Back in 2001, the Economic Growth and Tax Relief Reconciliation Act triggered a gradual increase in the dollar threshold of estates subject to the estate tax.
“This nation should have a tax system that looks like someone designed it on purpose.”
Back in 2001, the Economic Growth and Tax Relief Reconciliation Act triggered a gradual increase in the dollar threshold of estates subject to the estate tax. In tax year 2008, estates valued at more than $2 million may be taxed as much as 45%, while in tax year 2009, the threshold will increase to $3.5 million. The year after that, the tax will be repealed for a year.
However, in 2011, unless Congress acts, the party’s over. The estate tax will be reset at up to 55% on estates at a significantly lower threshold—$1 million.
While bills continue to swirl around Congress and many expect a Band-Aid of some sort before 2011, no one seems to believe that the so-called “death tax” is likely to be eliminated altogether (we’re fighting a war and we’re in deep debt). That makes it tough for physicians to set a clear course for their own estate planning.
If you suspect your estate or the estate of relatives you might inherit from may fall prey to the estate tax, it makes sense right now to enlist the help of experts. Assets may be expected to grow over time, and your estate may turn out to be larger than you may think. You should be talking to estate and tax specialists as well as financial advisors.
Here are some things to keep in mind as you plan those conversations:
• Think about a life insurance trust—Whether you need it for estate liquidity or for other purposes, an irrevocable life insurance trust can be created to keep the proceeds of the insurance out of your taxable estate. An added benefit is that such trusts may permit spousal access to the cash value of the policy. Yet note the word “irrevocable”—it means a decision that cannot be changed.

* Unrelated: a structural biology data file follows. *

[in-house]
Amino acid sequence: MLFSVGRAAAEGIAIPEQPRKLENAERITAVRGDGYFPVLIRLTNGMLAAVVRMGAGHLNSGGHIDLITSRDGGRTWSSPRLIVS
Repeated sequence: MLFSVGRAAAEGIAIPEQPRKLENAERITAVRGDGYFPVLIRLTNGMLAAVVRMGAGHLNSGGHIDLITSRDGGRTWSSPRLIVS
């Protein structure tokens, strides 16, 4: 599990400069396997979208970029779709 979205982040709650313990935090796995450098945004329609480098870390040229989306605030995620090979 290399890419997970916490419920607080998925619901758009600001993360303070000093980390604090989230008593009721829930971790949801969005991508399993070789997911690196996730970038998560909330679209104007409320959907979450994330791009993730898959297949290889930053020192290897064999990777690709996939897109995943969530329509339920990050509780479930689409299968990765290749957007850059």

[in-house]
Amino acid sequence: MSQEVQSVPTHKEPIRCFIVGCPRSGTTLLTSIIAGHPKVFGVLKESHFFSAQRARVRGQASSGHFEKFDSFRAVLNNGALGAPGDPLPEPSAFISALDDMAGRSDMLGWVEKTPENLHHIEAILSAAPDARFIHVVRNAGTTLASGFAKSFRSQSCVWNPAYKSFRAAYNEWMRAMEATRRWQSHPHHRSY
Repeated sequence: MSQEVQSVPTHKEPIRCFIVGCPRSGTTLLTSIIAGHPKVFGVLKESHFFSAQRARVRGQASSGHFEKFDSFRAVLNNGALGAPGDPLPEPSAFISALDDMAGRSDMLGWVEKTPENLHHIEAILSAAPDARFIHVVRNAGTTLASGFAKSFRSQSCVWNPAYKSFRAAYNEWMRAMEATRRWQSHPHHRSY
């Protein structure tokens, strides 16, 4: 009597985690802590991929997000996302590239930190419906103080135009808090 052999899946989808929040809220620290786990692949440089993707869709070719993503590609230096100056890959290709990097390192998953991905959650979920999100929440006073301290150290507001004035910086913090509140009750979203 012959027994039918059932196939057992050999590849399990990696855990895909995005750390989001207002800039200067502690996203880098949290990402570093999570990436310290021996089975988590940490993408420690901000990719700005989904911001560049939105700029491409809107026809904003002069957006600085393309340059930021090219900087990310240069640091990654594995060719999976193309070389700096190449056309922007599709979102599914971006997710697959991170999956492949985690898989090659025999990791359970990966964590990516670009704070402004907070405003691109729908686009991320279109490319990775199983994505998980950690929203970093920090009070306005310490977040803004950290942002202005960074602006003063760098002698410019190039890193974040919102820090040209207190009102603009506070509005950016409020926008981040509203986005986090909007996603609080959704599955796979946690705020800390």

• If your assets are expected to increase—A grantor-retained annuity trust, or GRAT, is an irrevocable trust that is popular among families with assets that are expected to increase, because such appreciation can be passed on to heirs with minimal tax consequences.
• Prepare a gifting strategy—Under current law, unlimited amounts can be left to a spouse or to charity free of federal estate tax. Other heirs can receive a total of $2 million, tax-free, when deaths occur in 2007 or 2008. If your assets are over the estate tax limit, it might make sense to devise a gifting strategy that spends down your total taxable estate while still allowing you a comfortable lifestyle. You might, for instance, consider making direct payments for someone else’s medical bills or education tuition. No gift tax applies for these items, so payments can be unlimited.
This column is provided by the Financial Planning Association, which has over 100 chapters nationwide representing more than 28,000 members involved in all facets of providing financial planning services.